• 01/15/2024

Reclaim Your Happiness: The Art of Emotional Healing

A woman smiling.

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Everyone experiences ups and downs in life. Sometimes, the negative experiences wound people in ways they can’t heal from with time. Deep wounds may require emotional healing to reclaim your identity and your joy. Use this guide to start on a path to freedom from pain.

What Is Emotional Healing?

Emotional healing is the journey of acknowledging your pain, processing it, accepting it and growing into a new version of yourself. Researchers theorize it began with group-level processes as a way to strengthen the survival odds of early human communities.

It involves relying on others to help you through emotional turbulence because the memories aren’t things you can process on your own. If you could, you wouldn’t be reading about emotional healing because you’d already feel whole again.

What Causes Emotional Wounds?

Emotional damage can have more serious implications besides getting your feelings hurt. It may stem from these complicated situations that happen at any age.

Neglect

Physical neglect is easier to spot than emotional neglect. If your parents or guardians ever failed to provide food, clothing, shelter or medical care, it was obvious to you that you were missing something. You had physical cues like hunger or sickness.

However, many people suffer from emotional neglect. The most recent research estimates that 36% of the adult population report experiencing it, with many others not reporting it. It happens when parents intentionally or unintentionally do things like:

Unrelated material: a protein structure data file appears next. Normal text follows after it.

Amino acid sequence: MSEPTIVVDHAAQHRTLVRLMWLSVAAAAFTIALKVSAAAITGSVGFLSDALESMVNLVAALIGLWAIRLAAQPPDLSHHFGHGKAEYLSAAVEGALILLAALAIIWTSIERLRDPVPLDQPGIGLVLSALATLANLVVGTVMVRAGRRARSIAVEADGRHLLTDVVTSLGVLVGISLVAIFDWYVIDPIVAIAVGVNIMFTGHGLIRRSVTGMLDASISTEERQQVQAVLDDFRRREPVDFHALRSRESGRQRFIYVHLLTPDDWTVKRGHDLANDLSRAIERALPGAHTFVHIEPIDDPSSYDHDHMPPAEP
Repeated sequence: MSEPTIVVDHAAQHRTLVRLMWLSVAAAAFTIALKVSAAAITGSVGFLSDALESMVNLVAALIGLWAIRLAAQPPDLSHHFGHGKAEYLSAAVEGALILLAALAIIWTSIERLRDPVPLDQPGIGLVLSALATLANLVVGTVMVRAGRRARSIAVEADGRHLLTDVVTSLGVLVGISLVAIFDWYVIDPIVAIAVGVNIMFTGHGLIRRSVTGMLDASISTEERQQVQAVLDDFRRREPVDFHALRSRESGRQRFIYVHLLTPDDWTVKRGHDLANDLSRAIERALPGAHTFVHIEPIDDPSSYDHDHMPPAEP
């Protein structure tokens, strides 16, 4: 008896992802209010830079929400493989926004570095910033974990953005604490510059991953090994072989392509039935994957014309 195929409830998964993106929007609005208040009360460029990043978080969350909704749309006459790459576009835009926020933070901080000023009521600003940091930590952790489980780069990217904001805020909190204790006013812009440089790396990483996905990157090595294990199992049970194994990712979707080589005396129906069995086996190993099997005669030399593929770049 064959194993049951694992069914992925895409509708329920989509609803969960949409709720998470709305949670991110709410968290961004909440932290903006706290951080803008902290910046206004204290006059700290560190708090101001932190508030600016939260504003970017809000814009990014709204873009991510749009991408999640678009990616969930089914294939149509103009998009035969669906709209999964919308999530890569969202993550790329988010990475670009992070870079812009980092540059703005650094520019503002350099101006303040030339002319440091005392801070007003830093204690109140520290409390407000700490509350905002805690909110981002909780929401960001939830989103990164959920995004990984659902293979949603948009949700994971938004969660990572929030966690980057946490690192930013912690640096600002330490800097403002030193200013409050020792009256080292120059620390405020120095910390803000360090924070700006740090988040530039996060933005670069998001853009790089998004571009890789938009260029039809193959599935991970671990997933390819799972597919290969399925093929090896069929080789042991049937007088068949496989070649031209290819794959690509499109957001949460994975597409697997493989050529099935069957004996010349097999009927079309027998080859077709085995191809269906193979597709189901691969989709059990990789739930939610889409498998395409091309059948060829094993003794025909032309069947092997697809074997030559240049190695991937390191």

• Punish their child for expressing negative emotions
  • Withhold their affection
  • Don’t share joy in their child’s achievements or excitement
  • Dismiss their child’s feelings with phrases like “You’re so sensitive” or “Just let it go”
  • Fail to intervene on their child’s behalf when they’re in emotional distress

It may take time and sessions with a therapist to identify if you’ve experienced emotional neglect. Healing requires reflecting on what your parents or guardians didn’t do for you rather than what they did do.

Interpersonal Trauma

When another person is involved in your hurt, the wound may have come from interpersonal trauma. Does your pain come from a breakup, a divorce or the loss of a loved one? Those wounds cut deeply because they injure or destroy a relationship that mattered to you. The trauma may have also destroyed foundational parts of your emotional being, like your sense of trust and love.

Illness

Diseases can sabotage your identity. The worse they get, the more you have to depend on others and hope for the best. It removes your independence and any control you relied on for stability. It can also make people feel like their body has turned against them, compounding on interpersonal trauma and low self-worth from other life experiences.

Abuse

Emotional wounds remain long after an abusive situation ends. Whether you survived physical, sexual or verbal abuse, it leaves lasting damage. You may not have any self-worth left, no sense of your identity or any idea of how to form healthy relationships because fear dominates your ability to connect.

Tips to Start Your Emotional Healing

The wounds behind deeply held damage are complicated. When you’re ready to heal emotionally, use these tips to take your first steps forward.

1. Extend Yourself Some Self-Compassion

Many forms of trauma result in people feeling little to no self-worth. Consider what you think about yourself — do you frequently find yourself overworked? Serving others until your energy runs out? Feeling like no one ever puts you first?